Cities around the United States are all searching desperately for ways to incentivize businesses to come to their states so that jobs can be created for their citizens. One tactic they deploy, however, amounts to state-sanctioned bribery -- commonly known as "economic incentives," according to HBO's John Oliver. And the best example of this 'bribery,' the comedian noted, is Kentucky's Ark Encounter.
John Oliver's Sunday night focus was on how the giant ark and it's creationist propaganda was funded by steep tax incentives. The city was desperate for the jobs the "museum" would provide, yet empty storefronts still dominate the city's downtown. Additionally, the Ark Encounter announced that they would not hire LGBT people, workers who refused to sign a chastity pledge or anyone who wasn't a Christian.
“Aside from the homophobia, chastity is a pretty weird rule to put in place for a museum that’s pretty much a gigantic replica of a floating f*ck zoo,” Oliver said. “They weren’t brought in two-by-two so that everyone would have a swim buddy. They were brought to f*ck.”
While the project was supposed to promote jobs, bring tourism and help the city rise from floodwaters of a recession, the benefits of having the Ark Encounter has yet to materialize in Williamstown, Kentucky. In fact, they're teetering on bankruptcy. Like something out of the Book of Job, the religious flocking to the city on pilgrimages hasn't come.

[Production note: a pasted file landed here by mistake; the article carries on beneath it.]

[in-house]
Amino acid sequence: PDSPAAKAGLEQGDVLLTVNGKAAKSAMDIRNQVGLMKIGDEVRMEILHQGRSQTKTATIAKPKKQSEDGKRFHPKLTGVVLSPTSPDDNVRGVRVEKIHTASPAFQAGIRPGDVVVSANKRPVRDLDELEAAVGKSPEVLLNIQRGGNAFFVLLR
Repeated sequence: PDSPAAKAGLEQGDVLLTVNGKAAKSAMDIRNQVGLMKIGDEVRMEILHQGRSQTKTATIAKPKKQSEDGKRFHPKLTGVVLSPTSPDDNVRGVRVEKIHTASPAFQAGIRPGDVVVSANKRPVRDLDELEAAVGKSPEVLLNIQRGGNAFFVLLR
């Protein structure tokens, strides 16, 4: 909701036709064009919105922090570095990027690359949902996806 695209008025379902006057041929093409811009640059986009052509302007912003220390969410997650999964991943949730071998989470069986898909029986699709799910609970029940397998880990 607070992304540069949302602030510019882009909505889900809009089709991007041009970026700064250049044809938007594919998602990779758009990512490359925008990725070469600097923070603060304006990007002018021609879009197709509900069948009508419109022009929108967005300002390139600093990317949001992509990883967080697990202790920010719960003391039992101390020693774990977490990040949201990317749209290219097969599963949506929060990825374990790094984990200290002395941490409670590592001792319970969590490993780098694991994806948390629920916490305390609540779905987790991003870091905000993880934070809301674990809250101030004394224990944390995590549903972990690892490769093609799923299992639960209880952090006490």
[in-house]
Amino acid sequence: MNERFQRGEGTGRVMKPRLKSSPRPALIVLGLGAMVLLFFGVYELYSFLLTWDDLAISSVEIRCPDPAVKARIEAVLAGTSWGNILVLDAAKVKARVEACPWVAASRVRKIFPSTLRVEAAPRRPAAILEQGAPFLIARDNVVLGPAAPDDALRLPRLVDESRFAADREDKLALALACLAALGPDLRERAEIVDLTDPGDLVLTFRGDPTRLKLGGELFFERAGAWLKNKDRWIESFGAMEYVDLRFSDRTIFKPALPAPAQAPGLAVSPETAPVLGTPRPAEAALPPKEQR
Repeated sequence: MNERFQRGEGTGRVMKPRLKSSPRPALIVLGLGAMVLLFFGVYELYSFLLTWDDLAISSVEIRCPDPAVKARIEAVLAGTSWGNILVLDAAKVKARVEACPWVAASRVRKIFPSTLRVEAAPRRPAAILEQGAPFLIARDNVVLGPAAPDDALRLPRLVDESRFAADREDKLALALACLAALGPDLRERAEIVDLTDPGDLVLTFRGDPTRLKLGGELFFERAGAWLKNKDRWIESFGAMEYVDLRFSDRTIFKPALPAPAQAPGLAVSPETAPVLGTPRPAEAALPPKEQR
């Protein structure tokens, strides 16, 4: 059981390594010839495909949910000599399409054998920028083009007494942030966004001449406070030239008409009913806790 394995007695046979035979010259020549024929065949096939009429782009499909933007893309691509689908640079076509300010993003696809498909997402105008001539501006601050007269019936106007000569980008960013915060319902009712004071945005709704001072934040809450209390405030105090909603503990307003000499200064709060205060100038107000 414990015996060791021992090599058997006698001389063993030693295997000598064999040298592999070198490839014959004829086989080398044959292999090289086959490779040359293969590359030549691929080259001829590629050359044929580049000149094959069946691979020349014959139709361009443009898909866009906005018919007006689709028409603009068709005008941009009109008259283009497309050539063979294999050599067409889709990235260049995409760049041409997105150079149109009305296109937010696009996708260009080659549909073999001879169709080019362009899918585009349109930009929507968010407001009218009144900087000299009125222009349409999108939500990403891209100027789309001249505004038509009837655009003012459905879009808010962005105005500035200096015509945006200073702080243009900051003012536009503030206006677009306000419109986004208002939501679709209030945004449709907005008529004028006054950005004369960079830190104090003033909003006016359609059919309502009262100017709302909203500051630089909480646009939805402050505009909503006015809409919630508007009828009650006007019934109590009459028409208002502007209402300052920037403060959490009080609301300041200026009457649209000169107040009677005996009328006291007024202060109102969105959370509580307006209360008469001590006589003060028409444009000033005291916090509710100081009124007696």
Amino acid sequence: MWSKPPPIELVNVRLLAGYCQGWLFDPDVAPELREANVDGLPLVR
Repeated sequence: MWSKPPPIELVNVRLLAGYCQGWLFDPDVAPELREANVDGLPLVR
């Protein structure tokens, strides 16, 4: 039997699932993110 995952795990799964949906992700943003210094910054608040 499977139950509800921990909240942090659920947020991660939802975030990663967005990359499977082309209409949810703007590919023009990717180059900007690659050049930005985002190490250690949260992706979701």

Oliver explained that this is remarkably similar to the cities bidding over Amazon, who announced their plan to build a new headquarters. But they, too, want incentives. And they don't mean kitschy videos using an Amazon Echo or PR stunts. They want the money to offset their own costs.
New Jersey has offered Amazon $7 billion in tax breaks, which could be funding the state's schools or hospitals at a time Amazon has more money than it knows what to do with. It's all a sham, according to Oliver. Start Up New York is offering companies zero taxes for an entire decade with the demand they they create at least one job a year, and even that they're not necessarily requited to follow. According to Oliver, Connecticut earned just seven cents on the dollar for what the state spent in economic incentive programs for corporations.
“We’re basically throwing money down a hole and hoping it brings us prosperity, which is the exact business model of a fucking wishing well,” said Oliver of the failed project.
Watch his full commentary below: